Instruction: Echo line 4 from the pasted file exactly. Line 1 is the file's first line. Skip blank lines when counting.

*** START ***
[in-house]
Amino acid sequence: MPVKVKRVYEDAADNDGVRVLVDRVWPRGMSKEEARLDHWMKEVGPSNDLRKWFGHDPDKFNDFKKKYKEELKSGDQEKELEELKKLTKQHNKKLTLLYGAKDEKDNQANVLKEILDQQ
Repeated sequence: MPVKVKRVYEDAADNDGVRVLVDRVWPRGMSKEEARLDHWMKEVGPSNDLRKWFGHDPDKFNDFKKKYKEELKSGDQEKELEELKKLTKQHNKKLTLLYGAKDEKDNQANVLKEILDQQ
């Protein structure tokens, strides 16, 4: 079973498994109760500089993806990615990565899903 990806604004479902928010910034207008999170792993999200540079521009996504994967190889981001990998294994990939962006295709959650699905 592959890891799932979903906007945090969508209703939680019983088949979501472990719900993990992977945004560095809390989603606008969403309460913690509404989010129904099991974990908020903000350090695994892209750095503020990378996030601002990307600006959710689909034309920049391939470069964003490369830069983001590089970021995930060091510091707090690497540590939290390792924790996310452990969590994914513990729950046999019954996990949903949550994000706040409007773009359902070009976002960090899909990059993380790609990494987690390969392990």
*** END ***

């Protein structure tokens, strides 16, 4: 079973498994109760500089993806990615990565899903 990806604004479902928010910034207008999170792993999200540079521009996504994967190889981001990998294994990939962006295709959650699905 592959890891799932979903906007945090969508209703939680019983088949979501472990719900993990992977945004560095809390989603606008969403309460913690509404989010129904099991974990908020903000350090695994892209750095503020990378996030601002990307600006959710689909034309920049391939470069964003490369830069983001590089970021995930060091510091707090690497540590939290390792924790996310452990969590994914513990729950046999019954996990949903949550994000706040409007773009359902070009976002960090899909990059993380790609990494987690390969392990």